Advertisement Limerick schools asked to show Racism the Red Card RELATED ARTICLESMORE FROM AUTHOR Facebook Print Linkedin TAGSschools Email Twitter NewsEducationSchool bus service axed without warningBy Editor – September 8, 2016 835 Schools and colleges to close on Thursday and Friday Bishop says Limerick is not living up to its obligations to migrants Limerick school surprised with wild card for Junk Kouture finals Previous articleLocal businesses urged to support bereavement serviceNext articleFormer Limerick senator told to leave court with his sliotar Editor WhatsApp Bord na Móna encourages more schools to join Eco Rangers programme 142 Limerick schools benefit from minor works scheme A bus service used by a thousand Limerick students has been withdrawn without any prior warning.The Shannon Banks to Westbury service, which has been in operation for almost 40 years, was cancelled by Bus Éireann last week.Sign up for the weekly Limerick Post newsletter Sign Up On Monday morning last (August 29) school-bound passengers were informed by their driver that the service would be discontinued at the end of the week.Responding to requests from irate parents Fianna Fáil Councillor, Cathal Crowe, contacted the transport company but without success.“I did what I could and had many phone conversations with Bus Éireann’s Regional Management team throughout the week.”“They promised me that I would be provided with a letter explaining their decision on Tuesday but it wasn’t until Friday afternoon that I received an email from. By then it was too late to respond as the bus had already completed its last journey.”The email received by Cllr Crowe stated that to compensate for the cancelled service, improvements had been made to the 301 bus service which serves Raheen and the city centre.“A service will leave Westbury at 07.50hrs so passengers will have a scheduled service close to the existing 07.55 hrs time,” the email read.“Students traveling on this service to the Crescent Comprehensive School can alight at the Crescent Shopping Centre Stop which is a short walk from the school. Those attending schools off O’Connell Avenue can disembark at Mallow Street or alternatively board the 304 service that operates every 15 minutes from the City Centre to Raheen via O’Connell Avenue,” the email continued.In response Cllr Crowe alluded to a rumour circulating among “angry” parents that the service had been axed as it was not licensed by the Transport Infrastructure Ireland (TII).The Fianna Fáil councillor urged Bus Éireann to clarify this “as soon as possible” so that the service could be reinstated.
RELATED ARTICLESMORE FROM AUTHOR Facebook Previous articleFree condoms campaign to encourage safe sexNext articleListen: The Last Post with Andrew Carey February 16, 2019 Alan Jacqueshttp://www.limerickpost.ie Print NewsHousingPoliticsLack of political action is adding to Limerick’s housing crisisBy Alan Jacques – February 13, 2019 1363 Limerick on Covid watch list WhatsApp Limerick Sinn Fein TD Maurice QuinlivanWITH the latest figures from Daft.ie showing that rent prices in Limerick City are now 16.7 per cent higher than last year, Sinn Féin TD Maurice Quinlivan has called on Housing Minster Eoghan Murphy to introduce rent certainty in the local market.“Renters in Limerick are continuing to see their rents spiral out of control, as Fine Gael refuse to take radical action to address the problem. Limerick has been particularly hard hit with huge rent increases. The average rent in Limerick City is now € €1,171 per month, a 16.7 per cent increase on the same time last year.Sign up for the weekly Limerick Post newsletter Sign Up “This is not a sustainable. How on earth are working people looking to rent in Limerick City supposed to afford such an increase in rent in one year?” Deputy Quinlivan asked.“The Minister’s failure to get to grips with the crisis in the rental sector continues to heap pressure on struggling renters and effectively locks low-income earners out of the rental market. We know Rent Certainty alone will not resolve the issue of high rents. It will, however, put a break on the unaffordable rent increases that thousands of people are facing.“The huge increase in rents coupled with a severe shortage of homes to rent and buy is exacerbating the housing crisis,” he claimed.Meanwhile, Labour Party Housing spokesperson Jan O’Sullivan stated this week that she believes homelessness can be ended by legal and practical action.Labour Party Housing spokesperson Jan O’SullivanThe former Housing Minister insists that if the ideals of the Democratic Programme are to be fulfilled 100 years after its publication, then all barriers to housing must be removed.According to Deputy O’Sullivan, the ideals adopted by the first Dáil 100 years ago are a challenge that we are now in a position to rise to.“Ireland is now a developed nation; we have worked our way out of the worst economic disaster since the foundation of the State; there is wealth but this is not shared equally and many of the children in our State are living in poverty, some are homeless, some haven’t got the most basic right of knowing their own identity.“With political will, we can now chart a course to address the needs of all our children. Nearly 4,000 of them are without a secure roof over their heads.“Between November 2017 and November 2018, there has been a 14 per cent rise in child homelessness.“Last week at the Raise the Roof conference, architect Mel Reynolds pointed out that there is enough Local Authority owned land, zoned for housing, to build 50,000 units of accommodation nationally, 30,000 of those in the Dublin area. What is missing is the will and drive from Government.“In the Labour Party, we have presented detailed costed proposals for 80,000 social and affordable homes to be built over five years. That is the scale of what is needed and delivery at present falls very far short of that.“Labour has also steered a Bill through the Dáil which is now stalled in committee that would oblige Housing Authorities and the state to prioritise the interests of the child and to assist families, including providing them with safe accommodation.“We can end child homelessness by legal and practical action. As long as the will is there,” she concluded. Linkedin Advertisement Limerick county house prices to rise 5% in 2021 Limerick city house prices rise 4.9% as time to sell falls Housing 37 Compulsory Purchase Orders issued as council takes action on derelict sites TAGSHousingLimerick City and CountyNewspolitics Twitter Email Mortgage payment break for local authority home loan borrowers will be extended by a further three months TechPost | Episode 9 | Pay with Google, WAZE – the new Google Maps? and Speak don’t Type!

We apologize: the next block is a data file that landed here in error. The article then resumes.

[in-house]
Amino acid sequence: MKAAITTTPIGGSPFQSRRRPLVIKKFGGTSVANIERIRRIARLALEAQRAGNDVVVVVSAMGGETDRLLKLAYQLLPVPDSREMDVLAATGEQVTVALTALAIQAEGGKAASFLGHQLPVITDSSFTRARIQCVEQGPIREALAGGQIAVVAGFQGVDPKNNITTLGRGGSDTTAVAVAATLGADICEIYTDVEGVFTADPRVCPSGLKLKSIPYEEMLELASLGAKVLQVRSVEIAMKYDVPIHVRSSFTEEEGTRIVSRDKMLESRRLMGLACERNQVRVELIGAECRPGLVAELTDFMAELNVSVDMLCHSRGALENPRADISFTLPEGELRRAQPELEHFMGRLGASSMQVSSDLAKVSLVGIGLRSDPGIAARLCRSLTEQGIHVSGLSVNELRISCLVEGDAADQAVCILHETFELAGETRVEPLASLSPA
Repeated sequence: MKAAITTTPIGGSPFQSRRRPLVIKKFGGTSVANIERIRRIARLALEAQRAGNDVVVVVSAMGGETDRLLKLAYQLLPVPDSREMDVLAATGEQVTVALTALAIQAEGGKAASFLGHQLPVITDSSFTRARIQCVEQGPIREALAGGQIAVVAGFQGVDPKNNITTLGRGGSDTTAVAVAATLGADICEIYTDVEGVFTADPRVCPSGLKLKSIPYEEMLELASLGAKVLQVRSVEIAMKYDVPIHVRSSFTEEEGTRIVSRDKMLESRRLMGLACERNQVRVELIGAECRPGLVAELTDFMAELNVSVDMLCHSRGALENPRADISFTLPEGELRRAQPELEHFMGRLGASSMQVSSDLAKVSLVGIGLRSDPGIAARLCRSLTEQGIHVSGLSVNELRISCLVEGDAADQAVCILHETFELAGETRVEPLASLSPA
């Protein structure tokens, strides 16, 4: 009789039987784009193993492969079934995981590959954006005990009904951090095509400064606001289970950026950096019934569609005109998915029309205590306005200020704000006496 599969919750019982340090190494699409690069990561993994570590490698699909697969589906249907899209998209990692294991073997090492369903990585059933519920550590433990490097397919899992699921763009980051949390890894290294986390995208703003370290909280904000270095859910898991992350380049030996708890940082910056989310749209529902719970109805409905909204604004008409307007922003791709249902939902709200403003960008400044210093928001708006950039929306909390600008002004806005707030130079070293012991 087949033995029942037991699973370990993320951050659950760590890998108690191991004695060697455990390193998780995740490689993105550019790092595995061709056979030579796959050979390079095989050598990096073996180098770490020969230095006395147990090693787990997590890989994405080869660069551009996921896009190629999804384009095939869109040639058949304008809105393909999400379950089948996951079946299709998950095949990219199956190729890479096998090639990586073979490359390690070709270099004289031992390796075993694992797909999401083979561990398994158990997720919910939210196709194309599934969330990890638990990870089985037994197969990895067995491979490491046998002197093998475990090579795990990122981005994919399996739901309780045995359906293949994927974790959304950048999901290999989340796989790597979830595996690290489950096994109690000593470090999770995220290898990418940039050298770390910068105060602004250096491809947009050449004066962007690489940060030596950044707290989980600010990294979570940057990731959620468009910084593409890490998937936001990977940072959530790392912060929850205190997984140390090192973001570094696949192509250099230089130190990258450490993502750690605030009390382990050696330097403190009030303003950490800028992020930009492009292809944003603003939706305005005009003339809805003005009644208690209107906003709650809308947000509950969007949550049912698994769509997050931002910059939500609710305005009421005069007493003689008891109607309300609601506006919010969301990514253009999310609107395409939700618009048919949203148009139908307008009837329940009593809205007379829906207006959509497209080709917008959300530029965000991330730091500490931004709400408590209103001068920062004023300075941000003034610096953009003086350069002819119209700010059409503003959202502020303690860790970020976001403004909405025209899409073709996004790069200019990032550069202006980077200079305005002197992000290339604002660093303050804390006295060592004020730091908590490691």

ShareShareSharePrintMailGooglePinterestDiggRedditStumbleuponDeliciousBufferTumblr “Why aren’t we growing?” Frustrated credit union leaders ask me this question when they’re trying to figure out why growth numbers are falling short. They’re proud of the fact that they’re leading a small not-for-profit financial cooperative, and they can’t see why anyone would choose a different banking option. They usually follow their first question with something like, “Why would someone do business with Wells Fargo instead of us? I just don’t get it.”I do. As much as I try to support independent, locally owned businesses first, sometimes they make it virtually impossible to do business with them. How so? Let me share an example. We recently decided to celebrate one of our team member’s birthday by treating #teamymc to a taco lunch. As we were scrolling through a variety of restaurant options, we came across a local taco joint with a remarkable story.After immigrating to the United States several years ago, the taco shop’s owner supported his family by working for a successful restauranteur. As he worked his way up in the kitchen, he would treat his coworkers to tacos made using his family’s recipe. The tacos were so delicious that the restaurant owner decided to open a taco joint with this gentleman. After years of sweat equity, the man was given the opportunity to run his very own restaurant, one that bears his name and features his family’s recipe. The American Dream. A success story. Kind of. continue reading »
Hearts of oak Chief Executive Fred Crentsil has quit the club ahead of the start of the Ghana premier league on Sunday.Fred Crentsil’s resignation takes effect from Thursday October 4 after stating in his letter he wants to leave the club to concentrate on his new role as the Ghana Football Association vice president.His departure has created a vacuum at the club before their season’s opener against Tema Youth on October 7.JOY Sports understands Vincent Sowah-Odotei who stepped down as Chief Executive Officer of Kumasi King Faisal on Monday is likely to be confirmed as the new chief executive officer of Accra Hearts of Oak.